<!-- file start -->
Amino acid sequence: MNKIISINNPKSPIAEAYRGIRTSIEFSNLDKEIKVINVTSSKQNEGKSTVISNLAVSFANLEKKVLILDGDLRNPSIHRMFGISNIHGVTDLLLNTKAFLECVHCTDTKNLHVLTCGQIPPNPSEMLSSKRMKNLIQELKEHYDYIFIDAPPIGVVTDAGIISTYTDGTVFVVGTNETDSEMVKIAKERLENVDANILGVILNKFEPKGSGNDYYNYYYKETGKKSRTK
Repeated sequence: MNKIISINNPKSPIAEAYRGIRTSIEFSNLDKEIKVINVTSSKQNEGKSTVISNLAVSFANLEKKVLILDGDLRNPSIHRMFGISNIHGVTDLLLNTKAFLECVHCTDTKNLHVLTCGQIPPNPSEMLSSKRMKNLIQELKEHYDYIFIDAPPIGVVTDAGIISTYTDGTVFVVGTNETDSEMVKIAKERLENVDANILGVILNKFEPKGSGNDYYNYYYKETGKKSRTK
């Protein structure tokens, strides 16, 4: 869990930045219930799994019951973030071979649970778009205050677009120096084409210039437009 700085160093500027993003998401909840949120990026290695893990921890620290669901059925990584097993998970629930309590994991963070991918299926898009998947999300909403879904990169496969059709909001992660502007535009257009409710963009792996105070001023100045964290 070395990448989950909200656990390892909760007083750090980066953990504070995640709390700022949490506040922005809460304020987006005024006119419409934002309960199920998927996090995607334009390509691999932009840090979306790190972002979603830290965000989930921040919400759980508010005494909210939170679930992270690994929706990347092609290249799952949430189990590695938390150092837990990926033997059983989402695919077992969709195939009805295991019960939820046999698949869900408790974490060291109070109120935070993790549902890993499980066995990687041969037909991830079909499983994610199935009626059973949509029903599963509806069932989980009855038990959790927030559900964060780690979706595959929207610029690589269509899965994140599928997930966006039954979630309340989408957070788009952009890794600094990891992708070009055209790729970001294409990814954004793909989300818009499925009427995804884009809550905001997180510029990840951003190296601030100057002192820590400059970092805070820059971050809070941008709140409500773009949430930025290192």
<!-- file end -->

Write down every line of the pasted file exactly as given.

Amino acid sequence: MNKIISINNPKSPIAEAYRGIRTSIEFSNLDKEIKVINVTSSKQNEGKSTVISNLAVSFANLEKKVLILDGDLRNPSIHRMFGISNIHGVTDLLLNTKAFLECVHCTDTKNLHVLTCGQIPPNPSEMLSSKRMKNLIQELKEHYDYIFIDAPPIGVVTDAGIISTYTDGTVFVVGTNETDSEMVKIAKERLENVDANILGVILNKFEPKGSGNDYYNYYYKETGKKSRTK
Repeated sequence: MNKIISINNPKSPIAEAYRGIRTSIEFSNLDKEIKVINVTSSKQNEGKSTVISNLAVSFANLEKKVLILDGDLRNPSIHRMFGISNIHGVTDLLLNTKAFLECVHCTDTKNLHVLTCGQIPPNPSEMLSSKRMKNLIQELKEHYDYIFIDAPPIGVVTDAGIISTYTDGTVFVVGTNETDSEMVKIAKERLENVDANILGVILNKFEPKGSGNDYYNYYYKETGKKSRTK
């Protein structure tokens, strides 16, 4: 869990930045219930799994019951973030071979649970778009205050677009120096084409210039437009 700085160093500027993003998401909840949120990026290695893990921890620290669901059925990584097993998970629930309590994991963070991918299926898009998947999300909403879904990169496969059709909001992660502007535009257009409710963009792996105070001023100045964290 070395990448989950909200656990390892909760007083750090980066953990504070995640709390700022949490506040922005809460304020987006005024006119419409934002309960199920998927996090995607334009390509691999932009840090979306790190972002979603830290965000989930921040919400759980508010005494909210939170679930992270690994929706990347092609290249799952949430189990590695938390150092837990990926033997059983989402695919077992969709195939009805295991019960939820046999698949869900408790974490060291109070109120935070993790549902890993499980066995990687041969037909991830079909499983994610199935009626059973949509029903599963509806069932989980009855038990959790927030559900964060780690979706595959929207610029690589269509899965994140599928997930966006039954979630309340989408957070788009952009890794600094990891992708070009055209790729970001294409990814954004793909989300818009499925009427995804884009809550905001997180510029990840951003190296601030100057002192820590400059970092805070820059971050809070941008709140409500773009949430930025290192």